When Ohio voters defeated Governor Taft s “Third Frontier” bond issue in Tuesday s election, they weren t saying no to high-tech jobs.
On the contrary, thoughtful Ohioans understand that the state s heyday as a forest of smokestack industries is waning. More and more, our economic success hinges on employment in the technology sector, tied to a program of higher education that prepares workers for this future.
What the voters saw through in knocking down the state issue was a false promise - that state grants to high-tech enterprises would bring prosperity to all corners of Ohio.
Indeed, the Ohio Ballot Board should not have been party to the publication of what essentially was a lie by proponents of the issue - that approval of the measure would “help create thousands of high-paying jobs in every region of Ohio.” In fact no such assurances were contained in this long-winded ballot issue.
In the end, voters realized that there really were no guarantees and that any jobs that might be created via the $500 million bond issue would mostly benefit only a select few areas, mainly those near the state s major university centers, which already are comparatively well off.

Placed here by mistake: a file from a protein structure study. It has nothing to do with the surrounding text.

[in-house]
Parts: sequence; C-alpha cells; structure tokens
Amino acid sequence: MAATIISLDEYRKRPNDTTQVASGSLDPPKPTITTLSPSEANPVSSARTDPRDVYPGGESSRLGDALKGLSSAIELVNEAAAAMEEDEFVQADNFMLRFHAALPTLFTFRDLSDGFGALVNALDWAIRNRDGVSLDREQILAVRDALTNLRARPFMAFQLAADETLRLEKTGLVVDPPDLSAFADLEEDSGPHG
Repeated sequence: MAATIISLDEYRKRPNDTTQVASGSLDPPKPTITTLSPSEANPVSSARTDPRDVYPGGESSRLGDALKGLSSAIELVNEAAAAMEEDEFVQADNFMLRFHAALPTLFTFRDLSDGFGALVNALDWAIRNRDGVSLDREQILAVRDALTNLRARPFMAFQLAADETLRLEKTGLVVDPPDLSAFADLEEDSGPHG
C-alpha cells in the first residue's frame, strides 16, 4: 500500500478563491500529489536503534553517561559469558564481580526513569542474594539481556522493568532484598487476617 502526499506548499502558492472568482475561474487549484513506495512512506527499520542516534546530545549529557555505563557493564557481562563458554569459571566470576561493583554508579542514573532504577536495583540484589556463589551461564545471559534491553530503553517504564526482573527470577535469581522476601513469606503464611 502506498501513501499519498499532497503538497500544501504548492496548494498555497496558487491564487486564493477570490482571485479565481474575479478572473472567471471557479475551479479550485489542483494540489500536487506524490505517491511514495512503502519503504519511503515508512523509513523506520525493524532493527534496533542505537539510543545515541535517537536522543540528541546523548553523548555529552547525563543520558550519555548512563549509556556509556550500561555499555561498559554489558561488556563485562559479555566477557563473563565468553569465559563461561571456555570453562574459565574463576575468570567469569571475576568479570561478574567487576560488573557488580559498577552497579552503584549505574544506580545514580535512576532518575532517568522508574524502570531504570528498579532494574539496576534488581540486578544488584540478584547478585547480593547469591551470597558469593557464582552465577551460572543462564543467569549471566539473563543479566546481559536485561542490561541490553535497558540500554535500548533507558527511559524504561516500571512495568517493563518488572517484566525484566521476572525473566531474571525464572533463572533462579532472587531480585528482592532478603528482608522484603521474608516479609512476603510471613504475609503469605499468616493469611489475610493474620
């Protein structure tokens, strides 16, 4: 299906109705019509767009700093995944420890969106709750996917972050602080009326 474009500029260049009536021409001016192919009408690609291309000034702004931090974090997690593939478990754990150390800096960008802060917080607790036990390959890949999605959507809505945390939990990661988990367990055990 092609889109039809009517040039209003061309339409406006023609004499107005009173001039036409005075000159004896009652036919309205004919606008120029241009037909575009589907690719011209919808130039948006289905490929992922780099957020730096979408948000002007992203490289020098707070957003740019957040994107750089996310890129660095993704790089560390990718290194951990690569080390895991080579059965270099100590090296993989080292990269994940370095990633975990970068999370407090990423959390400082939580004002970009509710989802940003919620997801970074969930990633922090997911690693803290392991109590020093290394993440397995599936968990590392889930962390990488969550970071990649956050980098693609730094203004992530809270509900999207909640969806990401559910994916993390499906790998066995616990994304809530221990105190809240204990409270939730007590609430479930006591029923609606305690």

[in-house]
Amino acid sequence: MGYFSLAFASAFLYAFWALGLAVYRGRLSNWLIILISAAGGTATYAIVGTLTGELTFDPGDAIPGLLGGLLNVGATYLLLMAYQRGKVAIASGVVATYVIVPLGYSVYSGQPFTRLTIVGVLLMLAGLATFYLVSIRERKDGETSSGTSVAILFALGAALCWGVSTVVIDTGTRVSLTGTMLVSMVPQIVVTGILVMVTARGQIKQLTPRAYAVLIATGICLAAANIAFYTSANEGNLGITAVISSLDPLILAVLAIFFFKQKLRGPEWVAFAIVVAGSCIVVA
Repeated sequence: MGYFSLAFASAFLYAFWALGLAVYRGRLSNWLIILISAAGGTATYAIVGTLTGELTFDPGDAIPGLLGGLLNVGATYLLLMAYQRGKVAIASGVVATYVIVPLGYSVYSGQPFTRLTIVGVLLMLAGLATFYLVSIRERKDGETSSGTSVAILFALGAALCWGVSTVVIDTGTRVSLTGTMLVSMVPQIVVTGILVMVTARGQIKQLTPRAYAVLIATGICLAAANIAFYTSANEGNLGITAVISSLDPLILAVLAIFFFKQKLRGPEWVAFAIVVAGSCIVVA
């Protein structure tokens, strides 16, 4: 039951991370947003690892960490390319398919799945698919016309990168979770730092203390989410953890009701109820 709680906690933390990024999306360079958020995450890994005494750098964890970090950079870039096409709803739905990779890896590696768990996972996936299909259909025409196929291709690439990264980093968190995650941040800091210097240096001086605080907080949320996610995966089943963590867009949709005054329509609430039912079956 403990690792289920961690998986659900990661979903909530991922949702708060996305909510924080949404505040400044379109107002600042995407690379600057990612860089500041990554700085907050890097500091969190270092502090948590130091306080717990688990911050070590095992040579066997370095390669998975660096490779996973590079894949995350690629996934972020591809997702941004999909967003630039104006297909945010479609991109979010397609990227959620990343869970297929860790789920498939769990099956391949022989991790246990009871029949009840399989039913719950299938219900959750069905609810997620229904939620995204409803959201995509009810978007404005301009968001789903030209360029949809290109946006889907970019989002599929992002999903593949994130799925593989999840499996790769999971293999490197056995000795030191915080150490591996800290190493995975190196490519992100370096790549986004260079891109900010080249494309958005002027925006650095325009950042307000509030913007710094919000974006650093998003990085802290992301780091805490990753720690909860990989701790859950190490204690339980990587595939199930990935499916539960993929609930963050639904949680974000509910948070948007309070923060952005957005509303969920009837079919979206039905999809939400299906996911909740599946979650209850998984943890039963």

Other regions, from Lucas County in the northwest to Meigs County in the southeast, would get the leftovers, the crumbs of prosperity, as seems to be traditionally the case in this state.
Although the final margin of the bond issue s defeat was relatively small, its repudiation was widespread. The issue carried in only 15 of the 88 counties, despite endorsements from most Ohio newspapers.
The Blade was the only major daily in the state to oppose it. As we have emphasized, we aren t against high-tech jobs, either. We are, however, keenly aware of how the Cleveland-Columbus-Cincinnati axis continues to be showered with the greater share of the state s governmental largess. This bond issue was tailor-made to benefit the “Three Cs.”
The issue also became a referendum on the leadership of Governor Taft, who was featured in the multimillion-dollar television campaign supporting it. By that measure, Mr. Taft s future aspirations for elective office have not been enhanced.
Perhaps voters were still smarting from the imposition of the temporary increase in the state sales tax, which many Ohioans associate with the man some now refer to as “Governor Taxt.”
The next time the governor or the legislature seeks a constitutional amendment promising economic gains to all parts of Ohio, the equitable distribution of benefits must be spelled out in the text. Otherwise, Columbus, don t even ask for the votes of the have-nots.